The MTA has been getting a handle on its mechanical problems in the subway. But it's losing its grip on its human problems.

Service disruptions caused by homeless people are increasing, even as delays caused by faulty equipment have started to decline.

"Mornings, we come in and whole cars will be uninhabitable for us," said one rider.

The homeless who frequent the subway pose numerous operational challenges to the MTA, from menacing riders and passing out on trains to defecating in cars.

According to internal data obtained by NY1, the MTA logged 245 such incidents in the first three months of last year, but 371 in the same period this year. This year, 84% of the incidents caused service delays.

Over the last decade, the number of incidents more than tripled, from 254 in 2008 to 856 last year.

“When you come out from the train it’s like you’re going to faint, how bad it smells," a rider at Jamaica Center in Queens said.

The city's annual homeless census, conducted in January, estimated 2,178 people living in the subway, a 23% jump over last year.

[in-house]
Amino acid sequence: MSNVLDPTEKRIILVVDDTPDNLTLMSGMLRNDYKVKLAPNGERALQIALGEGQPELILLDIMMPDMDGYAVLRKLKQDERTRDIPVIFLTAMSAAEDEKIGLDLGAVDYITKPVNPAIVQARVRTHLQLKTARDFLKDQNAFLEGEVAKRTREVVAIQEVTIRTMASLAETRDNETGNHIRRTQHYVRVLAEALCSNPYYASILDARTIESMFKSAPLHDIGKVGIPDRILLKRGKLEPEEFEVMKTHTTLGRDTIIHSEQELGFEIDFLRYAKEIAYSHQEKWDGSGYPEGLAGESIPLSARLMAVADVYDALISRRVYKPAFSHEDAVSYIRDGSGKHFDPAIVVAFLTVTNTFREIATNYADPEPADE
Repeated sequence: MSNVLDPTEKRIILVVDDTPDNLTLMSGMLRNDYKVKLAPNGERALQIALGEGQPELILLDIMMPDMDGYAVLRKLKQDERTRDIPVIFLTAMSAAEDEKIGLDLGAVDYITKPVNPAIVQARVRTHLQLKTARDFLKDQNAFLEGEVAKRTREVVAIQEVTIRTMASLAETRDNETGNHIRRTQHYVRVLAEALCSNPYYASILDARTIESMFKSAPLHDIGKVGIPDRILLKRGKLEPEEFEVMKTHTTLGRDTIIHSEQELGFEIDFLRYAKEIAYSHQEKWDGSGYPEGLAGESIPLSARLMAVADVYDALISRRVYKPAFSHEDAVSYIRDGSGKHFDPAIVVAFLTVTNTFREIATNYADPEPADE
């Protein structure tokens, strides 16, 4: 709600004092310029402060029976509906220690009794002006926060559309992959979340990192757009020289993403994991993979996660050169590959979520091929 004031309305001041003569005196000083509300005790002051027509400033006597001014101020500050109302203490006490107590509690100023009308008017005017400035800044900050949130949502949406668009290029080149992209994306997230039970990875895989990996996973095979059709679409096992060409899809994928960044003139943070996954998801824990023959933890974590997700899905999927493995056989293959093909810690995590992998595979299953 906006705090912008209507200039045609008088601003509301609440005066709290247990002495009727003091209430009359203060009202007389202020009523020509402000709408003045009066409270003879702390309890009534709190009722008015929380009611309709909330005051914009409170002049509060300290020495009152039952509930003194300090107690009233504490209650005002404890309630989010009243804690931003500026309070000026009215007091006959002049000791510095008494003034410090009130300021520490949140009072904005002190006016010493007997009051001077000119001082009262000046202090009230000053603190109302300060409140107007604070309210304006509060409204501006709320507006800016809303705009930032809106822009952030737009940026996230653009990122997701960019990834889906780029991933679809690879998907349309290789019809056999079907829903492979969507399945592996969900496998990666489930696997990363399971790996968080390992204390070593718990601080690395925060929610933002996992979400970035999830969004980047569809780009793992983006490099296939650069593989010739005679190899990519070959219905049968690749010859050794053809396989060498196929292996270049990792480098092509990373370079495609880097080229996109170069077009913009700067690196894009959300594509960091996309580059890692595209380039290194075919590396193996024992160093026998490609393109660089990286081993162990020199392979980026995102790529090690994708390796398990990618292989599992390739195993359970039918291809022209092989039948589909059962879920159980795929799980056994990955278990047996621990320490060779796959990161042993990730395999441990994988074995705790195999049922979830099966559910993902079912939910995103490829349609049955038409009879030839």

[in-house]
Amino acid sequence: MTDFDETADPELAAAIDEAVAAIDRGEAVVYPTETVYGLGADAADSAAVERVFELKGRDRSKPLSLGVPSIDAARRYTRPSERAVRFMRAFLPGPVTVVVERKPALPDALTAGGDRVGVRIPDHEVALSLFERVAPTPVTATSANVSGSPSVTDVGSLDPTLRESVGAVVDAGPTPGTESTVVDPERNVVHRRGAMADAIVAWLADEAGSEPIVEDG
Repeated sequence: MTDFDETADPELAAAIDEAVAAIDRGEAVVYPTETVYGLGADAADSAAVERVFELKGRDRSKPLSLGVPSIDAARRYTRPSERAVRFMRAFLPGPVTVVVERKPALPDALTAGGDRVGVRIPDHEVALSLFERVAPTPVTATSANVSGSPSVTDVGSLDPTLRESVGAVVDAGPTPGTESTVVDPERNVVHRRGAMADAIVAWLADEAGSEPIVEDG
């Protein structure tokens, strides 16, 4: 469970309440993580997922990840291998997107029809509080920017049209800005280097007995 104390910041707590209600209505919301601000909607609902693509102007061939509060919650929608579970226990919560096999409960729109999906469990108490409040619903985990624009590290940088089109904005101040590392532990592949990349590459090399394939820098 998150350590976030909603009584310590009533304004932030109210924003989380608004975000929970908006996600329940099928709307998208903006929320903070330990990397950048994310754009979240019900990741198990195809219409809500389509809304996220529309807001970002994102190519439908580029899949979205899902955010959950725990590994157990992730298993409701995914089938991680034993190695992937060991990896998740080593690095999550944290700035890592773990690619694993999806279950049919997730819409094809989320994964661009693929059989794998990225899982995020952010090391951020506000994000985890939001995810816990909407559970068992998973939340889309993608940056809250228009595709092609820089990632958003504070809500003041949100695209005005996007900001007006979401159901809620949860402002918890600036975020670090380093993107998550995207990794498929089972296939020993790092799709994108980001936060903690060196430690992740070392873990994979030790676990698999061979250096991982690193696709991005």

Meanwhile, the number of people staying in city shelters hit a record of nearly 64,000.

NY1 spoke with Andy Byford, the head of New York City Transit, after he visited Jamaica Center on the E line, a station and a line favored by the homeless. Byford observed outreach efforts to help them.

“I am forming a strong view that the existing system isn’t really working," Byford said.

Byford said it’s a societal issue that the MTA cannot handle alone, or one that the NYPD can arrest away, and one fueled by a lack of clean and safe shelters.

Thomas, who preferred his last name stay anonymous, said that before recently moving into subsidized housing, he felt more secure spending nights on the E train than in a shelter. He said he slept on trains for two years.

"It was safer than the shelters," said Thomas. "It was a place you could get a little bit of rest and not be disturbed, for a little while."

Advocates agree, and believe that outreach workers must provide the homeless better options.

“They have to be able to offer them a placement in a safe haven or a path to affordable housing or a path to supportive housing," said Giselle Routhier, a policy director for Coalition for the Homeless. 

The MTA and riders may see fewer homeless people during the summer, but the challenge of getting them out of the subway and into supportive housing and shelters will only grow greater when winter arrives.